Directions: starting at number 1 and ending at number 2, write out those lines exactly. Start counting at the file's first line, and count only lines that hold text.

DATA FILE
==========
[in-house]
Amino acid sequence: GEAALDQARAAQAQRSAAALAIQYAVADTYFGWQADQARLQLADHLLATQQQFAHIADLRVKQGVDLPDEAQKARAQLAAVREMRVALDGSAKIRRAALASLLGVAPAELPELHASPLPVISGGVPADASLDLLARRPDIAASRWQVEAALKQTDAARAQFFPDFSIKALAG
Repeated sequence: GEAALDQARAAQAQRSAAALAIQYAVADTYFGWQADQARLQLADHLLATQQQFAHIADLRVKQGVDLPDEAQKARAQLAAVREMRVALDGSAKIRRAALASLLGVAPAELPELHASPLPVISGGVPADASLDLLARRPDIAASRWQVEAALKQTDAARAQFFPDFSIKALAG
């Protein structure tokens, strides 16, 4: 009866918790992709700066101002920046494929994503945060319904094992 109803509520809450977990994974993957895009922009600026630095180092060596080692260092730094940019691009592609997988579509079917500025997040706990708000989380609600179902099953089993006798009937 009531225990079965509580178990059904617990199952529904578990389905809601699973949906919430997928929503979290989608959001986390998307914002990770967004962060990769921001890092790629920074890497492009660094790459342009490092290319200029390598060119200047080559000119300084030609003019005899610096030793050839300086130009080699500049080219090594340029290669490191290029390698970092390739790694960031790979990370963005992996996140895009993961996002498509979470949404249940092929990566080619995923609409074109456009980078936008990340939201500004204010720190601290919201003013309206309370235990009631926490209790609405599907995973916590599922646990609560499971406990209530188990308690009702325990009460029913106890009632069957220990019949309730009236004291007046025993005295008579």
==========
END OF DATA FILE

[in-house]
Amino acid sequence: GEAALDQARAAQAQRSAAALAIQYAVADTYFGWQADQARLQLADHLLATQQQFAHIADLRVKQGVDLPDEAQKARAQLAAVREMRVALDGSAKIRRAALASLLGVAPAELPELHASPLPVISGGVPADASLDLLARRPDIAASRWQVEAALKQTDAARAQFFPDFSIKALAG